Attracting New Committee Members
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There will be times between annual general meetings when people leave your committee. You’ll need to replace them with people who have the skills that add value to your committee mix.
There will be times between annual general meetings when people leave your committee. You’ll need to replace them with people who have the skills that add value to your committee mix. You’ll need to be prepared to deal with these changes in a proactive way as casual vacancies on committees is a common situation.
Identifying potential committee members is an ongoing process. In order to maintain a strong committee, there are steps your service will need to take to perform a successful recruitment process. One of the steps is to identify the gaps you need to fill.
The recruitment process should always involve an honest discussion with your current committee members about their intention to continue on your committee or to stop down from their position. From this discussion, you can identify which positions will need to be filled. Document the skills, experience and attributes you are seeking.
Take some time to prepare your committee to promote the position. Make sure that they fully understand the following three things.
Firstly, your committee members need to be familiar with your vision. This will help when sharing what your service is planning.
Second, make sure they’re clear on your mission as well. This will help people understand what you’re trying to achieve and how they can contribute.
The third area is sharing what you have to offer to them. What is different about your service? What’s better or more appealing than others? What value can they receive by joining your committee? The next thing is to give your committee some tools to recruit, such as a position description or an information pack to pass on to their connections and networks.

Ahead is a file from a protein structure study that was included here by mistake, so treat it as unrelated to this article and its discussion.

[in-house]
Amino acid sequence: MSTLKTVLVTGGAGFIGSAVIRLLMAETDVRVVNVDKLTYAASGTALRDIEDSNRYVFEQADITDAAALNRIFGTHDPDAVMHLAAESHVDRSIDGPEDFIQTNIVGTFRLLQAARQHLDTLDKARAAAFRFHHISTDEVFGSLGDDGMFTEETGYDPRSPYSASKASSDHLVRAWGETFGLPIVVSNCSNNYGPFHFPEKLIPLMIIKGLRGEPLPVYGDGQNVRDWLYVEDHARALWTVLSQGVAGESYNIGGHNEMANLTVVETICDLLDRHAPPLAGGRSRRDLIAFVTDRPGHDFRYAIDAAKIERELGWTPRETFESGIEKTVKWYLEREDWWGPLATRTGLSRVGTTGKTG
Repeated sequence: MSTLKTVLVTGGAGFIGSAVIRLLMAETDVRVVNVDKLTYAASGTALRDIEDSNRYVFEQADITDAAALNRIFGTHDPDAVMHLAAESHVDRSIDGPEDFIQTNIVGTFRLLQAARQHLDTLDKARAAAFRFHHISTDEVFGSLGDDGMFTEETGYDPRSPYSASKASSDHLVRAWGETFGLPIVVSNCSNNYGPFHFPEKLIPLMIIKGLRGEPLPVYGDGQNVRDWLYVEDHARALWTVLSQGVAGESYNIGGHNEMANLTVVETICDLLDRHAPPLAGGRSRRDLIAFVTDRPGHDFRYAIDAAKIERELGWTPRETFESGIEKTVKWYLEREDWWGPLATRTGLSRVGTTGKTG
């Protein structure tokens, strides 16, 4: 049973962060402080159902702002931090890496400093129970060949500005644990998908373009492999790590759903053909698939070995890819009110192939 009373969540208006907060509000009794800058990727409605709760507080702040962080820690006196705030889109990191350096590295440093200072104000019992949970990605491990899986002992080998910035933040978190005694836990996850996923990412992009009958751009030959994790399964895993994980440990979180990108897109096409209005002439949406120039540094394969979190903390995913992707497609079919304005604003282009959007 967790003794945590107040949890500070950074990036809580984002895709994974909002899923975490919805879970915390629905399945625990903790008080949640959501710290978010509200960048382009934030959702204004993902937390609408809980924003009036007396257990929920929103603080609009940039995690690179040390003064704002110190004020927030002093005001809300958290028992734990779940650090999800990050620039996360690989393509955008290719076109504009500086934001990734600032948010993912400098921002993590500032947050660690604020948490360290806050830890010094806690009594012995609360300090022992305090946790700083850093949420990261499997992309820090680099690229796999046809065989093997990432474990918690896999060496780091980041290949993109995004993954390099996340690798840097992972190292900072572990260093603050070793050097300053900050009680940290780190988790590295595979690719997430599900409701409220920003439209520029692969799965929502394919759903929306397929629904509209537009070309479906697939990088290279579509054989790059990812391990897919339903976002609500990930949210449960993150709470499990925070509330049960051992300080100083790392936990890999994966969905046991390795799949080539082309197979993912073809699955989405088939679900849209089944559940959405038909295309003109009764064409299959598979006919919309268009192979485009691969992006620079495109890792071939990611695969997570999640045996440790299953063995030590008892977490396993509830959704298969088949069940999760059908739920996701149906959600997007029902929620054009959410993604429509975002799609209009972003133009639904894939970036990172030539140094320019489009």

One key thing to remember that will motivate people is your passion. If your committee can demonstrate passion and satisfaction in their role, this can motivate others to join. And if you can find ways for potential members to use their passion in a role, then this can also motivate them.
– Oh hi John, I was going to call. We really value your business skills on the committee.
– Yeah, I haven’t been on the committee before.
– Well, I’ve really enjoyed it, and it’s really nice understanding what the services plans are for our children.
– I hadn’t thought about it that way.
– Would you like to come to a meeting and meet everyone?
– Sure, sounds great.
– I’ll bring along some information about the service and the committee for you as well.
So how do you find people for your committee? Here are three ways.
The first is, formally advertise the positions vacant in local news papers or online. The second way is through a recruitment consultant, in a paid contractor arrangement or pro bono. And thirdly and this can be the most effective way is, using networks and connections of your current committee members.
Your current committee can be the best advocates. Because they understand your service. They know what’s expected and gain from membership on your committee and they can genuinely talk about their positive experiences.
Using your own networks is great, but it’s also important to search far and wide to attract a diversity of experiences and backgrounds.
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